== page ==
Wichita Health authorities hope Kansas' wet weather this spring doesn't translate into a surge in mosquito numbers.
"It's going to depend on temperature, how long the water stays on the ground, things like that," said Ludek Zurek, an assistant professor of entomology at Kansas State University.
"If it's standing water, there is a chance there might be an increase in mosquitoes," Zurek said. But as long as water is moving, even slowly, "that's good enough to prevent mosquito development."
Under ideal conditions, Zurek said, mosquitoes will develop in seven days. But this early in the year, he said, it would take 10 days for a noticeable increase in mosquitoes.
Zurek said he has not seen an unusual number of mosquitoes this year.
In the Wichita area, the Sedgwick County Health department has targeted mosquitos at the larval stage.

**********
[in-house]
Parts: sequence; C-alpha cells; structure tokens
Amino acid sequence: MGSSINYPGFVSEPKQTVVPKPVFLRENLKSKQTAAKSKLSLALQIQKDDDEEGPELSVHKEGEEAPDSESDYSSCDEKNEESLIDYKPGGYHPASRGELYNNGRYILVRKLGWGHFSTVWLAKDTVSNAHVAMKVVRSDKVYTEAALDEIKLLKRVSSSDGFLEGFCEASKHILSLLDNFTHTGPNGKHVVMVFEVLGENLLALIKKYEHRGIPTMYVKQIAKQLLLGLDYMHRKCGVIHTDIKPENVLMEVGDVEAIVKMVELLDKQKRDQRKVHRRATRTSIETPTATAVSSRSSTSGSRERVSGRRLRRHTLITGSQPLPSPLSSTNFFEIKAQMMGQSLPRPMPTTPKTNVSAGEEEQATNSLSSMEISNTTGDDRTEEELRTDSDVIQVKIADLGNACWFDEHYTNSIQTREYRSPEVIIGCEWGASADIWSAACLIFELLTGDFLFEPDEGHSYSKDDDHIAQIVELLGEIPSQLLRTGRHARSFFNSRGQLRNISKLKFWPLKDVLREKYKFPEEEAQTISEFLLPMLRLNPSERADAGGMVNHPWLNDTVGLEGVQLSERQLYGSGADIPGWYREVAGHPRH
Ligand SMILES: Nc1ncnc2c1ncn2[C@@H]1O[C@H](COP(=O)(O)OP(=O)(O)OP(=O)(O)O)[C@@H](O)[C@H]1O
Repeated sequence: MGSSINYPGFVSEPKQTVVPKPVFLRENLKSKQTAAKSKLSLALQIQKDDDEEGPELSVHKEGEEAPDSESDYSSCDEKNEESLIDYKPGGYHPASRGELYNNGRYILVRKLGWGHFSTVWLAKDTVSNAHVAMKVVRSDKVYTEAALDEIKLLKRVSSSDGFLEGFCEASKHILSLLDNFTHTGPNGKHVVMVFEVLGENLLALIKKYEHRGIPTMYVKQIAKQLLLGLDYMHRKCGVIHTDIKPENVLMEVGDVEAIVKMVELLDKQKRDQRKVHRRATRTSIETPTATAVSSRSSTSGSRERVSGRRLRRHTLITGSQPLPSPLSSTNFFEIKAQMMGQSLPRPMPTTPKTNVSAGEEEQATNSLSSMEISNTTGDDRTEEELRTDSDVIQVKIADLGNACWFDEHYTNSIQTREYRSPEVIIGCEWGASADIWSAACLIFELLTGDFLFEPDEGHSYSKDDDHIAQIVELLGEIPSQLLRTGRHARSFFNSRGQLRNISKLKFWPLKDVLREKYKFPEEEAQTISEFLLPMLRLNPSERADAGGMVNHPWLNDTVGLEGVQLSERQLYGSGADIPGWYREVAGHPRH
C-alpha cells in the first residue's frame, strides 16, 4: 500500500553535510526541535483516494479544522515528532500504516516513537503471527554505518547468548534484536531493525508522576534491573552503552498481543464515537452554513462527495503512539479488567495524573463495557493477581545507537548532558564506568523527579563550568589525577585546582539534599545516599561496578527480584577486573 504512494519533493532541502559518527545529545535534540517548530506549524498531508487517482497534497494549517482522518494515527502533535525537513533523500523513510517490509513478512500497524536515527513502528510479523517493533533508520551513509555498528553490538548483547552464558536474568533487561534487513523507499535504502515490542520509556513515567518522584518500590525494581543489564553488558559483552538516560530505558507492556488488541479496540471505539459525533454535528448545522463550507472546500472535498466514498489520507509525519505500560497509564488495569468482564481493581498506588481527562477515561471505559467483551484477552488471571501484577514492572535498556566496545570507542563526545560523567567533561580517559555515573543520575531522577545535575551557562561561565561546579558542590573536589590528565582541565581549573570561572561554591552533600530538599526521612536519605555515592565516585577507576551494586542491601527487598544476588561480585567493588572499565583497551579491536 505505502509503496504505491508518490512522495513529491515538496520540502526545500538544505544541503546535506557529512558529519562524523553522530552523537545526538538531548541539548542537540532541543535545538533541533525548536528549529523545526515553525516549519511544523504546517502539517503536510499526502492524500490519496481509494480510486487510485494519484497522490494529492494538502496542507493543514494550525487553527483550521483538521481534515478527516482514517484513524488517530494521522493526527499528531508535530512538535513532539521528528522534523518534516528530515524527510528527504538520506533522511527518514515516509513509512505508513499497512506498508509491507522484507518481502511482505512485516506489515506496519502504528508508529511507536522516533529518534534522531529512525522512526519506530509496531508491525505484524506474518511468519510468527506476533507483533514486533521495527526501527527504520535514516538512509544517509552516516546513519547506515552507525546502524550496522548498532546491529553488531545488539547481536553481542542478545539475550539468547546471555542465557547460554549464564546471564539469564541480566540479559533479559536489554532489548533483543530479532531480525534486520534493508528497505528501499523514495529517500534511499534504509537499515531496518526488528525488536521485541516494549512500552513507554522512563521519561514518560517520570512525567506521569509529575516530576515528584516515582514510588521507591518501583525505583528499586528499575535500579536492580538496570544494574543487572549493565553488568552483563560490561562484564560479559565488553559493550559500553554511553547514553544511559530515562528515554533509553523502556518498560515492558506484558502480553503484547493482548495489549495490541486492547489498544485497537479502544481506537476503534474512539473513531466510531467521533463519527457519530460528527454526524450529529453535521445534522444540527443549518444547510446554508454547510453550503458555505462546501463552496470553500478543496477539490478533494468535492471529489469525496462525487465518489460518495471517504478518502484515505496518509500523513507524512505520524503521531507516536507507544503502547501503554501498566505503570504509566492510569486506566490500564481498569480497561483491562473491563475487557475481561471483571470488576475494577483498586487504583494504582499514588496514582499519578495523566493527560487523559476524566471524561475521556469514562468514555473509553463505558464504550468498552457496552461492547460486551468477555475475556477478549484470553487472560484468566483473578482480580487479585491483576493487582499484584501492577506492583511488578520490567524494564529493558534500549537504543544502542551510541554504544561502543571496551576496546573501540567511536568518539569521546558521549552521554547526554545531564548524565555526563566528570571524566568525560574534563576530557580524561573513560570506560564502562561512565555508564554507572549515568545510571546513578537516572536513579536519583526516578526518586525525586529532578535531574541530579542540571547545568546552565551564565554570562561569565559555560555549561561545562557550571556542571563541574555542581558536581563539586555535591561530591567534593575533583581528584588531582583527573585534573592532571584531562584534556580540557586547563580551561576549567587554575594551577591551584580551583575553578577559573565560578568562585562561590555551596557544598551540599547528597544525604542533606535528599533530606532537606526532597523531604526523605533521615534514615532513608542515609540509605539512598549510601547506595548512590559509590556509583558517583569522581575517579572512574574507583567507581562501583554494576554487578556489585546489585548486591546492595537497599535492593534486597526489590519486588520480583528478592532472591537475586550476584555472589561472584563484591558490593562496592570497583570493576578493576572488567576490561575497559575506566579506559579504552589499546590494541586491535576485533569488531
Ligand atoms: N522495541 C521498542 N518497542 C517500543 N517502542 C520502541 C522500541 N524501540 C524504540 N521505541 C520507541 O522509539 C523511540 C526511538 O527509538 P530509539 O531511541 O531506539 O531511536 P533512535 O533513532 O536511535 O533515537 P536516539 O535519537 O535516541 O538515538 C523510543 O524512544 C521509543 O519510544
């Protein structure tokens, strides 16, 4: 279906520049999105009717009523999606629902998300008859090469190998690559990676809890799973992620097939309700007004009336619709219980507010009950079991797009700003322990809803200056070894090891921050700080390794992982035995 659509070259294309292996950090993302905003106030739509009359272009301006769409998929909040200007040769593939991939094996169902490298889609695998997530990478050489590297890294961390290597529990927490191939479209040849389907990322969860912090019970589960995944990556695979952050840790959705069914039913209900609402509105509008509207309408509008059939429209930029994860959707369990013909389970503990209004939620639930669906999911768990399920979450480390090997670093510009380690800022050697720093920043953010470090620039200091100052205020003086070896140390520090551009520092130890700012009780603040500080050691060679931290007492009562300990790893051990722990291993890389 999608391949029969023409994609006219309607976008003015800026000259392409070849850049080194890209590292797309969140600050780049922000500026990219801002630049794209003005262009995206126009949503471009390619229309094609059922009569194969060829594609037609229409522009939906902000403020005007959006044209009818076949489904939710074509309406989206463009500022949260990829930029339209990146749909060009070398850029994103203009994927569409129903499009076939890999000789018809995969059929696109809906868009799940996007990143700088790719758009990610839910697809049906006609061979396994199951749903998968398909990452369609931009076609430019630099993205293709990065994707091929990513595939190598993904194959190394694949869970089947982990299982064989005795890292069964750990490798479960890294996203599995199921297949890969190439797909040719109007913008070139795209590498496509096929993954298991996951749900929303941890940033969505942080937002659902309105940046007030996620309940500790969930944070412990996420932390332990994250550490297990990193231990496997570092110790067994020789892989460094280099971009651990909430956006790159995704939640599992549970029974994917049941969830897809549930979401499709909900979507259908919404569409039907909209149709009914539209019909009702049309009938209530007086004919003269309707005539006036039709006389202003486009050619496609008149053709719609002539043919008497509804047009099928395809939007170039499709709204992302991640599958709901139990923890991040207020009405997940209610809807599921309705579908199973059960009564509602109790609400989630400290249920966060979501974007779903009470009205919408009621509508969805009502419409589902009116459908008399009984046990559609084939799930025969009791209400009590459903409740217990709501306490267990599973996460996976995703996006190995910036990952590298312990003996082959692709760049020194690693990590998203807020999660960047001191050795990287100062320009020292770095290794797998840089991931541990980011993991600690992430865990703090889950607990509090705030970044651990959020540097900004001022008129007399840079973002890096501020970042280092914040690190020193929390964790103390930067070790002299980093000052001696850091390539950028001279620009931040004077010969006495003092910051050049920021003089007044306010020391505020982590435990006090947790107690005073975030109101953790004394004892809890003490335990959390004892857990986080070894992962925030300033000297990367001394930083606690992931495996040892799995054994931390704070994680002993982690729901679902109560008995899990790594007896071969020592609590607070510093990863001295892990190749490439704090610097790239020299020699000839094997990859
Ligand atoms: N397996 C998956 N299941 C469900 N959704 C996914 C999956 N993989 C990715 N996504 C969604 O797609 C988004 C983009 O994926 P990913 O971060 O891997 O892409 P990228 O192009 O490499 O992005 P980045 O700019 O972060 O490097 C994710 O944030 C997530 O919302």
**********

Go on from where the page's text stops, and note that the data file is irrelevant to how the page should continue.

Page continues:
The department has been putting out larvicide briquettes since mid-March, said Cindy Burbach, the county's director of health protection and promotion. The Sedgwick County agency sent a box of the briquettes to Greensburg on Wednesday, in an effort to prevent mosquito development in the damaged town.
In Sedgwick County, the larvicide is placed in ponds and standing water on public property. Private property owners can either empty standing water or buy larvicide to put in it, Burbach said.
Examples of standing water on private property could include bird baths, wading pools and pet bowls, which health officials said should be changed at least every three days.
The briquettes' effects should last through the mosquito season, she said.
Zurek, the entomology professor, said the species appearing now are less likely to carry West Nile virus, which can be transmitted to humans. Those species show up in late summer and early fall.
And the species out now are not very good carriers of West Nile virus, which can be transmitted to humans. Those will show up in late summer and early fall, Zurek said.